There was something so freeing about Sibling Christmas. There was an obvious comfort that came with being in close proximity to our siblings, but there was also a recognition that we were now adults, appreciative and open to new, old, and even nonexistent traditions. It was a blank slate, and it was some of the best bonding time we’ve had with them in years.
After the festivities, we continued the celebrations with Natalie’s birthday on the 26th. Jason’s dad arrived that day and shared in the birthday presents, the gourmet mac-and-cheese lunch, and uber cool outing to Ophelia’s that night. He even stayed through New Years, prompting us to indulge in a few too many margaritas, another round of cinnamon rolls and homemade pizza, and even a day of skiing.
We didn’t quite make it to the midnight toll of New Years, but we didn’t really care. We had home brew fermenting in the basement and the lingering joy of family in the air.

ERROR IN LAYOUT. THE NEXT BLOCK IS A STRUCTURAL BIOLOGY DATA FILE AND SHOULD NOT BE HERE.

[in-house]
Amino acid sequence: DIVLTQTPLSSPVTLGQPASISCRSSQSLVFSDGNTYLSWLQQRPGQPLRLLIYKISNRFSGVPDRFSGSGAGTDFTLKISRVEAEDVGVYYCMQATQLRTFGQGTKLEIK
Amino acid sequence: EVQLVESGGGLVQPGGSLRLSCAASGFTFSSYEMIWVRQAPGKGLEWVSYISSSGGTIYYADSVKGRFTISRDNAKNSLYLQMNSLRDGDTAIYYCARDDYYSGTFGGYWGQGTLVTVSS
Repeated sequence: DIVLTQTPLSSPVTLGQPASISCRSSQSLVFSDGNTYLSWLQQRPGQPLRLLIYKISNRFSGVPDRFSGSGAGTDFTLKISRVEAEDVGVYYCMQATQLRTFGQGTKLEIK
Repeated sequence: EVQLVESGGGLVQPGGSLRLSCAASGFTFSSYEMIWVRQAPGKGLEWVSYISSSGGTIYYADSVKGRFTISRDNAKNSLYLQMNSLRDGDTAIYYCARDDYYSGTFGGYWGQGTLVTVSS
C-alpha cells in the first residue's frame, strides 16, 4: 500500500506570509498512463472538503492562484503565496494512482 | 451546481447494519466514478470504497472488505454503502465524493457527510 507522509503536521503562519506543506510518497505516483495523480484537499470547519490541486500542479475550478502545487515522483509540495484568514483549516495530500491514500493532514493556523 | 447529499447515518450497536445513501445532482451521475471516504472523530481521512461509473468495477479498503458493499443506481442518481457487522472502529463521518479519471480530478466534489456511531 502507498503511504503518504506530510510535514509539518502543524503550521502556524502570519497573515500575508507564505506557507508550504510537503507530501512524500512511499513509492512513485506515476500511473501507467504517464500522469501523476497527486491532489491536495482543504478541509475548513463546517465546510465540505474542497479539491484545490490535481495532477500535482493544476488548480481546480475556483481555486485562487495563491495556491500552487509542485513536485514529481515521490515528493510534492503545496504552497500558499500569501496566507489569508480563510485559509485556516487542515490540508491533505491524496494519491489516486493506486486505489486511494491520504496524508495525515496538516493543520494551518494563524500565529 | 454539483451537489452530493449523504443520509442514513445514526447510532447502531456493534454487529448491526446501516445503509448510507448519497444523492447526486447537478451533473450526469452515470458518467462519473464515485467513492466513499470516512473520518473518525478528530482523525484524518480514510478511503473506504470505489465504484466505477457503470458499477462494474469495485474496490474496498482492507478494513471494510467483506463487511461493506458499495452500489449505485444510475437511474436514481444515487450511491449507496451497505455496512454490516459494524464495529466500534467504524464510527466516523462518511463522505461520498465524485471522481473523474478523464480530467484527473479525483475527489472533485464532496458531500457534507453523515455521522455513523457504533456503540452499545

All that to say, life has been one big whirlwind — a revolving door of loved ones and a shoveling of splurge that we had somehow integrated into our lives. We were exhausted but happy, full of excess but in a way that reminded us that our cups, as they say, “runneth over.”
So while we are certainly eager to get back to the steady cadence of life — to get back on our bikes, eat a few more salads, store away our alcohol in the basement for at least a month, and see friends we have neglected for far too long — there is a mourning that has taken place with every departure. There is a sadness that has come with realizing that they don’t, in fact, live here. That our next interaction with them is sometime in the distance, not nearly soon enough.
So yes. People may warn against excess. It’s unhealthy, unrealistic, unrelenting, and unmanageable. [We may even need to undergo several hours of Netflix binges to overcome it.] But in our case, we can only hope that our 2016 is full of even more of it: that family and friends come pouring through the door, that our kitchen is never completely clean, that snow shoes and ski days happen even more frequently, and that international travel is just a part of our DNA.
That is, once we recover from it all first.